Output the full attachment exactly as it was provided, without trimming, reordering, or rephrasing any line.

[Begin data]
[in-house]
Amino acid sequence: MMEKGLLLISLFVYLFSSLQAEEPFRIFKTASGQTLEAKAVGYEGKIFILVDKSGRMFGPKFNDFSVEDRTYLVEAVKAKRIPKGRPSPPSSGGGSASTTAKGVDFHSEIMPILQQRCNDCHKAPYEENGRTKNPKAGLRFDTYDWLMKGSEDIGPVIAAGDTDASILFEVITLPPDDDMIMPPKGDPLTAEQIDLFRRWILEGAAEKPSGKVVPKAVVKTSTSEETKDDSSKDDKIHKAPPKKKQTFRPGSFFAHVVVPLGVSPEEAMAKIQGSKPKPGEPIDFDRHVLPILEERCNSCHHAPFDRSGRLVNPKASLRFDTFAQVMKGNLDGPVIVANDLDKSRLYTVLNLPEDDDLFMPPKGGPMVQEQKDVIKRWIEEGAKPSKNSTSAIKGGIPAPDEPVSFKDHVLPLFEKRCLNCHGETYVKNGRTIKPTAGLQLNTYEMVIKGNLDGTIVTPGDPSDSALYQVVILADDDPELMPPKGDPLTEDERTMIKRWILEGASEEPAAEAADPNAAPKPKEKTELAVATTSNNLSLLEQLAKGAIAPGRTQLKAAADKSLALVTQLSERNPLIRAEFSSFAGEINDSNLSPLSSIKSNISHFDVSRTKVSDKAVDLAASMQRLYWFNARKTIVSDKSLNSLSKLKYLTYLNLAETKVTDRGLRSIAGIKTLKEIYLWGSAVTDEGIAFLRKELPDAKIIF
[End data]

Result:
[in-house]
Amino acid sequence: MMEKGLLLISLFVYLFSSLQAEEPFRIFKTASGQTLEAKAVGYEGKIFILVDKSGRMFGPKFNDFSVEDRTYLVEAVKAKRIPKGRPSPPSSGGGSASTTAKGVDFHSEIMPILQQRCNDCHKAPYEENGRTKNPKAGLRFDTYDWLMKGSEDIGPVIAAGDTDASILFEVITLPPDDDMIMPPKGDPLTAEQIDLFRRWILEGAAEKPSGKVVPKAVVKTSTSEETKDDSSKDDKIHKAPPKKKQTFRPGSFFAHVVVPLGVSPEEAMAKIQGSKPKPGEPIDFDRHVLPILEERCNSCHHAPFDRSGRLVNPKASLRFDTFAQVMKGNLDGPVIVANDLDKSRLYTVLNLPEDDDLFMPPKGGPMVQEQKDVIKRWIEEGAKPSKNSTSAIKGGIPAPDEPVSFKDHVLPLFEKRCLNCHGETYVKNGRTIKPTAGLQLNTYEMVIKGNLDGTIVTPGDPSDSALYQVVILADDDPELMPPKGDPLTEDERTMIKRWILEGASEEPAAEAADPNAAPKPKEKTELAVATTSNNLSLLEQLAKGAIAPGRTQLKAAADKSLALVTQLSERNPLIRAEFSSFAGEINDSNLSPLSSIKSNISHFDVSRTKVSDKAVDLAASMQRLYWFNARKTIVSDKSLNSLSKLKYLTYLNLAETKVTDRGLRSIAGIKTLKEIYLWGSAVTDEGIAFLRKELPDAKIIF